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A healthy workforce is vital to ensuring the productivity of a company, but is it the sole responsibility of employers to keep their employees healthy or should the responsibility be shared?
The size of a company obviously plays a part as smaller businesses find it harder to commit finances to ensure the wellbeing of their staff compared to bigger multinationals. However, budget is a big concern for lots of companies when it comes to building benefits packages, a point that was highlighted at the 2018 Employee Benefits event through a live audience poll. Attendees were asked: What’s stopping you taking action on wellness initiatives? Budget was the top answer with HR professionals saying they are worried about ROI.
But this doesn’t mean employees at smaller companies are left behind. Benefit plans can be tailored in a way to deliver exactly what employees expect and they can be adapted to individual markets. For example, in Japan, which is well-known for its intense work culture, companies offer health benefits that include mandatory stress-related exams. On an even smaller scale, companies can boost the wellbeing of their staff by doing something as simple as adding healthy food to the pantry.
Health is also about mental wellbeing. In Singapore, employees are known to ask about a company’s leave policy and if there’s flexible working hours before starting a job. Both are important when it comes to helping employees deal with stress and enjoying a healthy work-life balance. Furthermore, in the office, more and more companies are using wellbeing ambassadors to help get their benefits messages across. The ambassadors are chosen because they are passionate about health and they share their knowledge with colleagues.
Another question for the audience at the event was, What is important to your decision on where your focus should be? The top answers were assessing internal data and how the packages will fit into the company.
In today’s world, the benefits programs we use were designed 10 years ago and a lot of them are no longer relevant to the needs of employees. The times have changed, and it is now up to employers to evolve and reimagine the way to reach people and the structure of their programs, keeping the employee experience at the center.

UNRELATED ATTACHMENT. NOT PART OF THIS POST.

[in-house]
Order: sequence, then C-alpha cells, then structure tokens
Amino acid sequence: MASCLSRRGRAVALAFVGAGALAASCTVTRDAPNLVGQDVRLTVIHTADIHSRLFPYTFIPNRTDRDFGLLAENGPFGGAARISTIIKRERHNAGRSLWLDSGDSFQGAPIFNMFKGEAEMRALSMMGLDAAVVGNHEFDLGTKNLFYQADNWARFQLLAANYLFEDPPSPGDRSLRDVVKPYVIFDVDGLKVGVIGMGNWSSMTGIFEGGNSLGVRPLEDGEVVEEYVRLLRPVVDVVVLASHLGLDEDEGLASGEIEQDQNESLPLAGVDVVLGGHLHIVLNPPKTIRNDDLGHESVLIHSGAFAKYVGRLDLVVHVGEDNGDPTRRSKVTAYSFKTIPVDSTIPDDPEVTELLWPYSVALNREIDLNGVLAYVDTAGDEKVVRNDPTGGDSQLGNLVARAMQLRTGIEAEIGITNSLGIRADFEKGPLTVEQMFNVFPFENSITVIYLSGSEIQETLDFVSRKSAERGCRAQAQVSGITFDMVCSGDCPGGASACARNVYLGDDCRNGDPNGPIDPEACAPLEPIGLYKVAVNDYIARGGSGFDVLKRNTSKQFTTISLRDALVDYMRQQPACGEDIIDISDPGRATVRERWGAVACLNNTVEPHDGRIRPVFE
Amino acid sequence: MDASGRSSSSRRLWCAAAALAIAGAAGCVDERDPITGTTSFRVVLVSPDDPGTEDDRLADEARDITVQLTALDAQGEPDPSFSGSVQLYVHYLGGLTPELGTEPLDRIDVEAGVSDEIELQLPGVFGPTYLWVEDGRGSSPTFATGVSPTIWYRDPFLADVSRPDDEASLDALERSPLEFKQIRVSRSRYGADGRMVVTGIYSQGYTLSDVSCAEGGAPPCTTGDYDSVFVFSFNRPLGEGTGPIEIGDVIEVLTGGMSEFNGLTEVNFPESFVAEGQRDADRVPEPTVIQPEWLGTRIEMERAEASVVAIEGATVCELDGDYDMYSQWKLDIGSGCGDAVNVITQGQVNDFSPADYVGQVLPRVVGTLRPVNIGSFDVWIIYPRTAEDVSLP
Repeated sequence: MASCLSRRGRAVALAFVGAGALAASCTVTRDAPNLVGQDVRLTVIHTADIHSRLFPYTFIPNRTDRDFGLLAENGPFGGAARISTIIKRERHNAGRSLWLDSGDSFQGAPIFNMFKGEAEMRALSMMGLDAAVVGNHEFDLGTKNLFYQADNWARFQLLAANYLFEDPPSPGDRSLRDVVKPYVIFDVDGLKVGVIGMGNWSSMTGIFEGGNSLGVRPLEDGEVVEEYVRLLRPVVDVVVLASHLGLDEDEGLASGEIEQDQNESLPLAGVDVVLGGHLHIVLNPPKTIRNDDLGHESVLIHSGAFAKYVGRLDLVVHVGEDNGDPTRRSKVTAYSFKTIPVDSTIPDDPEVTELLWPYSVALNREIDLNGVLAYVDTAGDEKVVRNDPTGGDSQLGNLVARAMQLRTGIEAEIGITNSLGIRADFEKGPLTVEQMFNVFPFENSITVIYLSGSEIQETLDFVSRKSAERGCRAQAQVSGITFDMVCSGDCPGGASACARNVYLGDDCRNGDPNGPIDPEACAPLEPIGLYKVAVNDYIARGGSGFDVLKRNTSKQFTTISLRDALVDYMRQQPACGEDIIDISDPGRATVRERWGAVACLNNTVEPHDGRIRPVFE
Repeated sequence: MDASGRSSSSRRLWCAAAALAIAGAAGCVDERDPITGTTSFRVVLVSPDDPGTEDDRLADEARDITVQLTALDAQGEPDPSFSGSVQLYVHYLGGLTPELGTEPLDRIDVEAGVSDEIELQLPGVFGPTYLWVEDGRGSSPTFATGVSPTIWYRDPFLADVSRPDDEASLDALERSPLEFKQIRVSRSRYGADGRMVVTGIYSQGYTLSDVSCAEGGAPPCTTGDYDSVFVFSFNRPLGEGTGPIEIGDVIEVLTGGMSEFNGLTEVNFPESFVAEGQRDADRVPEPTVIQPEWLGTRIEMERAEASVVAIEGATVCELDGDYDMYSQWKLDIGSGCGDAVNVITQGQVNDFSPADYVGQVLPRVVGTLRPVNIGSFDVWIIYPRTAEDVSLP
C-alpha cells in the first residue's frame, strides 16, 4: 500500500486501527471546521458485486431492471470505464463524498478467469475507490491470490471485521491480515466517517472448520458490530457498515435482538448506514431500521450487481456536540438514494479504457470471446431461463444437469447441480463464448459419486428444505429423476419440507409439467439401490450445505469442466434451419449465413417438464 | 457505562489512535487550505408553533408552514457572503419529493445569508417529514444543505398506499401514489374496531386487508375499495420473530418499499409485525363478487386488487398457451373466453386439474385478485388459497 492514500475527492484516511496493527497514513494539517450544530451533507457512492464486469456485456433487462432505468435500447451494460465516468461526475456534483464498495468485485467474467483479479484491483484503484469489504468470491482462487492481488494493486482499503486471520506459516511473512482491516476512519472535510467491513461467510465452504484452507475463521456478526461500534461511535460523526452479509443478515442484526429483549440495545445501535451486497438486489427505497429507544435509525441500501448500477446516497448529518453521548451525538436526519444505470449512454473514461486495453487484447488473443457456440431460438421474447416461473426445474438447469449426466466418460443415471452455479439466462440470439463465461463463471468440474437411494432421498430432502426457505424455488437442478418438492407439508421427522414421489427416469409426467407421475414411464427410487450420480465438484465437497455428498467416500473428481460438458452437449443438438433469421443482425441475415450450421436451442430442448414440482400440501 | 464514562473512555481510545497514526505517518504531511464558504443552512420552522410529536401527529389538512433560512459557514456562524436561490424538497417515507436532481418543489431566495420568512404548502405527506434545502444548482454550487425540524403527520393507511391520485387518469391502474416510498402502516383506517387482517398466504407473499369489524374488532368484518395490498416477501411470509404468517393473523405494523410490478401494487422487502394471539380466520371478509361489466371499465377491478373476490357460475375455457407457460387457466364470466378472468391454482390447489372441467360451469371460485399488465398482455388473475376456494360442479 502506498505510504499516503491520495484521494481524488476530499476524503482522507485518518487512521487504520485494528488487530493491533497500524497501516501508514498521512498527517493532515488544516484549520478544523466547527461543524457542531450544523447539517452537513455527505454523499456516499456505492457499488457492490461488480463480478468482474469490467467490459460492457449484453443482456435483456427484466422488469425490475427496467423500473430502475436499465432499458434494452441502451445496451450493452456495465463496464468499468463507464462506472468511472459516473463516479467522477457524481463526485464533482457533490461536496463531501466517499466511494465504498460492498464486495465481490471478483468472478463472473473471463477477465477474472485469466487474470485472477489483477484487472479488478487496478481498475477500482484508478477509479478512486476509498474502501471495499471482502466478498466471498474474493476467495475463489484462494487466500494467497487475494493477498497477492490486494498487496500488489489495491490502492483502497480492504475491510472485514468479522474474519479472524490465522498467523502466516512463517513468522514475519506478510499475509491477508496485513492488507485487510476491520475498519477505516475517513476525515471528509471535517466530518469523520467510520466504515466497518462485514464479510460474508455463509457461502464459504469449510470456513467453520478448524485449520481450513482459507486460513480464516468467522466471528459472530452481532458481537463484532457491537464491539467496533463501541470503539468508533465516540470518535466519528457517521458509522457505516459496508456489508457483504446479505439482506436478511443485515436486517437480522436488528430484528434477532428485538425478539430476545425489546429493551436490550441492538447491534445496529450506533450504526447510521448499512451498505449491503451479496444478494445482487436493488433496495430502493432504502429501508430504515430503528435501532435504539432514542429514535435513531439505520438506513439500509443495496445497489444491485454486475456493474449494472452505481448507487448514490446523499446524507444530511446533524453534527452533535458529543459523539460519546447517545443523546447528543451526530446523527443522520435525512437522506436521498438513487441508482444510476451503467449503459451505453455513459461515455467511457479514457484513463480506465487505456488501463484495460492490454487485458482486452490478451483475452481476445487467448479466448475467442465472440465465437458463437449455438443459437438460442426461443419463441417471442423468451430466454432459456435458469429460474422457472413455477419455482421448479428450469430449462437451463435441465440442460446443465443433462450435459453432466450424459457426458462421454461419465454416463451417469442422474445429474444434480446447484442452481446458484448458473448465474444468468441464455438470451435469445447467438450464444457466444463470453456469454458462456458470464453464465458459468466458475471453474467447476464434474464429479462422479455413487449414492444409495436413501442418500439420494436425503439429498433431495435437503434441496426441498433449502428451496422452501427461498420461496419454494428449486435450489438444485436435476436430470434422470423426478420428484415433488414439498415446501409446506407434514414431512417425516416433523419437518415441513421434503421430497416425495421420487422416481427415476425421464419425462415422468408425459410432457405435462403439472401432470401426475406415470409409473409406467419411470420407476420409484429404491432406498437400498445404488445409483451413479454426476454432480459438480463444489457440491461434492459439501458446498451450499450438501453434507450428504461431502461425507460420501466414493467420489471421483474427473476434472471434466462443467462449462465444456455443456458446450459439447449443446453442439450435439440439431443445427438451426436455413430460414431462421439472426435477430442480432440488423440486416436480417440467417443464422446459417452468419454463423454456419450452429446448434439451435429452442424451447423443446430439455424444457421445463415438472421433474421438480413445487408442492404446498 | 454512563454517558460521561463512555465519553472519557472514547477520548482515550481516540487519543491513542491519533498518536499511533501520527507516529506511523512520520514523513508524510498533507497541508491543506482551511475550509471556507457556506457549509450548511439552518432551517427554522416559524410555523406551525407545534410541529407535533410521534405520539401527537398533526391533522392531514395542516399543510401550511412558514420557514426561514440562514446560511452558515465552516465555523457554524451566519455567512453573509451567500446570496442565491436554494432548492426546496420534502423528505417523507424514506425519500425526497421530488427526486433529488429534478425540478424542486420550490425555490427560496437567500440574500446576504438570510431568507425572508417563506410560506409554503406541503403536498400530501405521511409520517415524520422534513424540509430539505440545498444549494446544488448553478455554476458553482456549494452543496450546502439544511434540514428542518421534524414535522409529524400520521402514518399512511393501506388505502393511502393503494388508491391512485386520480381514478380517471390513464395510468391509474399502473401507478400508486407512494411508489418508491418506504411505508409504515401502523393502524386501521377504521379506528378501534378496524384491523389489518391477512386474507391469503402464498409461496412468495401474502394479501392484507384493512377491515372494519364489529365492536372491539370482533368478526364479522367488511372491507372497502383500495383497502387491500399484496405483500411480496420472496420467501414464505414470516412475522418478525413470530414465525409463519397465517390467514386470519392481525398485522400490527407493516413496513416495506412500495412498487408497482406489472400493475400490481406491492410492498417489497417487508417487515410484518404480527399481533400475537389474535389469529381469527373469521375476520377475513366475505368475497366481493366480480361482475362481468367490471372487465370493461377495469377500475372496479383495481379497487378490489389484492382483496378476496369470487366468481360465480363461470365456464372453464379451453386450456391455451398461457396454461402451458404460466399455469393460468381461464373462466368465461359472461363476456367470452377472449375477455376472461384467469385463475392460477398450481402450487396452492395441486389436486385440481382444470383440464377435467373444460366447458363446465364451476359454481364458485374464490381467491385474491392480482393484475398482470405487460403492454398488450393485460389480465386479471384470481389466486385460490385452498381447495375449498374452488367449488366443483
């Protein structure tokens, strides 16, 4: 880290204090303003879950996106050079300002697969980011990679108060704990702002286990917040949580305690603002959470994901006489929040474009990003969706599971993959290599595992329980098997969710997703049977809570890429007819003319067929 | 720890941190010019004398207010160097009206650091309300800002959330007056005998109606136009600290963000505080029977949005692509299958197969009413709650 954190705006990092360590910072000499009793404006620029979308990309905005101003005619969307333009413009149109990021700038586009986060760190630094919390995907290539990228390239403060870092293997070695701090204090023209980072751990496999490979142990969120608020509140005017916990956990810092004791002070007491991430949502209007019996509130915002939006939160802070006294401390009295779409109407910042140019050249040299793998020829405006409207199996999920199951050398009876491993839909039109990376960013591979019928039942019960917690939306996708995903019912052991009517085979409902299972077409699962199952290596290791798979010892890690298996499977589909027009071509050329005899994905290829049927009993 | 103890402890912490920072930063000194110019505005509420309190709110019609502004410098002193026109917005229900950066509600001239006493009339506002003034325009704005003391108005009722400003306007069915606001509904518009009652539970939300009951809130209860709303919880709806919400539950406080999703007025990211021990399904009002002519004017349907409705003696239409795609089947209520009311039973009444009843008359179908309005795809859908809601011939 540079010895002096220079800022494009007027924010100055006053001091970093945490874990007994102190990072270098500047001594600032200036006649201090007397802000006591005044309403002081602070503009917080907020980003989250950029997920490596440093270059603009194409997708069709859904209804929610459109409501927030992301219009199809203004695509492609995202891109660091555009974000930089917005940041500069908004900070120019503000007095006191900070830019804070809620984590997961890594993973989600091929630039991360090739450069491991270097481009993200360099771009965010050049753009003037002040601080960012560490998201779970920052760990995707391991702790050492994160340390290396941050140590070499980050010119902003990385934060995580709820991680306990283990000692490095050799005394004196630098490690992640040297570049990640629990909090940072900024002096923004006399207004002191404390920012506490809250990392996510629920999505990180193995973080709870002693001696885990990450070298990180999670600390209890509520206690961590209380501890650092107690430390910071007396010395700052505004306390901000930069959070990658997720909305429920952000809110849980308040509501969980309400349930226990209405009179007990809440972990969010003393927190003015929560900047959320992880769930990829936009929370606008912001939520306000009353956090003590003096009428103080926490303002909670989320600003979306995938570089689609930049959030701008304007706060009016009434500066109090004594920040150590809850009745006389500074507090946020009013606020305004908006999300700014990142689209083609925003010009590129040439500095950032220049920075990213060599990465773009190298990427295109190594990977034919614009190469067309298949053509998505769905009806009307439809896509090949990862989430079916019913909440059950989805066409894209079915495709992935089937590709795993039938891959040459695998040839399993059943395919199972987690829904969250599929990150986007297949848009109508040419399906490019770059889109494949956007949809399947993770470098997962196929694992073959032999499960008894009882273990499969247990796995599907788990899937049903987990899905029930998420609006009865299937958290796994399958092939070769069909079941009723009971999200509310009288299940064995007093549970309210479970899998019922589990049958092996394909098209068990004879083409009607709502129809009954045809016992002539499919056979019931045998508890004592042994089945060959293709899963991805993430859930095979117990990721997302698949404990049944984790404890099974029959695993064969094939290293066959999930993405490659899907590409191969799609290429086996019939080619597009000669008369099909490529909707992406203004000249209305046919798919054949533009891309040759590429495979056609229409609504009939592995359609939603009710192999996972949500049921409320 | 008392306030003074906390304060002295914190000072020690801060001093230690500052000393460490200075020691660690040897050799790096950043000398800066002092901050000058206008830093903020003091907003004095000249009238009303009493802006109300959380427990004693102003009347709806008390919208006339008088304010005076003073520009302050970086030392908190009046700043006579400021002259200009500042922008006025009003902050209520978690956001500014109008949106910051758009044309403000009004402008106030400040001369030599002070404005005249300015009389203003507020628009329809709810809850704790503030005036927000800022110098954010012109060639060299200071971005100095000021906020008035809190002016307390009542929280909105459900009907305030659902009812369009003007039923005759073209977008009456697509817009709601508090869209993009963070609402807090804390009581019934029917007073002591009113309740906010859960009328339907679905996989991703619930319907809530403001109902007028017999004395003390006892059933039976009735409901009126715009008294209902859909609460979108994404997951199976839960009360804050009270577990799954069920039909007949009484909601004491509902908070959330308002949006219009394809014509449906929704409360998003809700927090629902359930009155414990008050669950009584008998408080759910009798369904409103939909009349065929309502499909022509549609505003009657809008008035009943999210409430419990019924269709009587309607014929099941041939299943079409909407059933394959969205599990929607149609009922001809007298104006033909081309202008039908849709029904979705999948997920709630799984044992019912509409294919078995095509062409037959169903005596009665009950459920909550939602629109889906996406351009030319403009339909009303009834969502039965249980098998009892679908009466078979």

The aforementioned topics and more were discussed when experts in the fields of health and benefits gathered at the 2018 Employee Benefits event in Singapore to participate in a panel discussion on “Health and Wellness - A Shared Responsibility”.
The panel discussion was moderated by Liana Attard, Asia Consulting Leader, Mercer Marsh Benefits, and featured Fiona Chia, Founder of Health Can Be Fun, Masters in Human Nutrition; Gan Sow Chat, AP Benefits Director, Honeywell International; Rahul Ramaswami, International Benefits Manager, Standard Chartered; and Godelieve van Dooren, Regional Industries and Products Leader, Mercer
Liana is a Partner based in the Singapore office and the Asia Consulting Leader for Mercer Marsh Benefits. She has worked 18 years in the insurance, broking and consulting industry, with 10 years of experience focused on international benefits, global and regional benefits management and multinational pooling.
Liana is responsible for leading the regional consulting team across Asia, the Middle East and Africa and for the provision of consulting services to multinationals across multiple markets, including benefit strategy, health strategy, governance, plan design advice, flexible benefits consulting, innovation, multinational pooling, captives and analytics. She is an active ambassador of diversity and inclusion in the workplace across Asia driving thought leadership in partnership with clients on mental wellbeing in the workplace, aging workforce, structuring inclusive rewards programs with a focus on LGBT, flex and choice in the workplace. She has represented Mercer on BBC Asia (Live) – providing thought leadership on Diversity and Inclusion best practices, LGBT policies and women in the workplace.
Prior to joining Mercer in 2006 as the Australian Health & Benefits Consulting Lead, Liana worked for various life insurance offices in roles ranging from business development to product management.
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Enjoy our infographic with bite-sized insights from the 2018 Medical Trends in Asia report. For in-depth information, download our 2018 Medical Trends Around the World full report.
In Asia, mental health tends to be a taboo subject as it has a stigma around it and employees are concerned about coming forward with their issues in a fiercely competitive workplace environment.